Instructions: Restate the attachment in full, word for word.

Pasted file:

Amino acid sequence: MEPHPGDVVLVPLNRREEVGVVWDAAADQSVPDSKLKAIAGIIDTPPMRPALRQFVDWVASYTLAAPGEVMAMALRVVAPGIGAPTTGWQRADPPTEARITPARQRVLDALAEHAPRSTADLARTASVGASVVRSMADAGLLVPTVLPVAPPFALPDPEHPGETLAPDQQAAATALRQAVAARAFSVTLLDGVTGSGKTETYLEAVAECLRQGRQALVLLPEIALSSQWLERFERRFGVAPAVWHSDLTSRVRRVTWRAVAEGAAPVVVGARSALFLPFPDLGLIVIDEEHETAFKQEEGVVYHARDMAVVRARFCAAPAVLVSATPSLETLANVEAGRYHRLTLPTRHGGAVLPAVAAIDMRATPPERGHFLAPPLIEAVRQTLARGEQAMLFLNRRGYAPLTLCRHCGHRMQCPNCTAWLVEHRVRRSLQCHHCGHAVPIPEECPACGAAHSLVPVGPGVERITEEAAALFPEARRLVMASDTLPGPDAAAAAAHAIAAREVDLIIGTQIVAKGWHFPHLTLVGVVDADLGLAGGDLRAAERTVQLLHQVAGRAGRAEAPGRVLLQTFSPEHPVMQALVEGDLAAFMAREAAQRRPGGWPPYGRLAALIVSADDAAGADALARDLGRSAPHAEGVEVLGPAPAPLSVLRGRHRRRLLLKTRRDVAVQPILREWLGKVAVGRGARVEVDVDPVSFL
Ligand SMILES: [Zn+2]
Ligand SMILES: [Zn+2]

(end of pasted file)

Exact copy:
Amino acid sequence: MEPHPGDVVLVPLNRREEVGVVWDAAADQSVPDSKLKAIAGIIDTPPMRPALRQFVDWVASYTLAAPGEVMAMALRVVAPGIGAPTTGWQRADPPTEARITPARQRVLDALAEHAPRSTADLARTASVGASVVRSMADAGLLVPTVLPVAPPFALPDPEHPGETLAPDQQAAATALRQAVAARAFSVTLLDGVTGSGKTETYLEAVAECLRQGRQALVLLPEIALSSQWLERFERRFGVAPAVWHSDLTSRVRRVTWRAVAEGAAPVVVGARSALFLPFPDLGLIVIDEEHETAFKQEEGVVYHARDMAVVRARFCAAPAVLVSATPSLETLANVEAGRYHRLTLPTRHGGAVLPAVAAIDMRATPPERGHFLAPPLIEAVRQTLARGEQAMLFLNRRGYAPLTLCRHCGHRMQCPNCTAWLVEHRVRRSLQCHHCGHAVPIPEECPACGAAHSLVPVGPGVERITEEAAALFPEARRLVMASDTLPGPDAAAAAAHAIAAREVDLIIGTQIVAKGWHFPHLTLVGVVDADLGLAGGDLRAAERTVQLLHQVAGRAGRAEAPGRVLLQTFSPEHPVMQALVEGDLAAFMAREAAQRRPGGWPPYGRLAALIVSADDAAGADALARDLGRSAPHAEGVEVLGPAPAPLSVLRGRHRRRLLLKTRRDVAVQPILREWLGKVAVGRGARVEVDVDPVSFL
Ligand SMILES: [Zn+2]
Ligand SMILES: [Zn+2]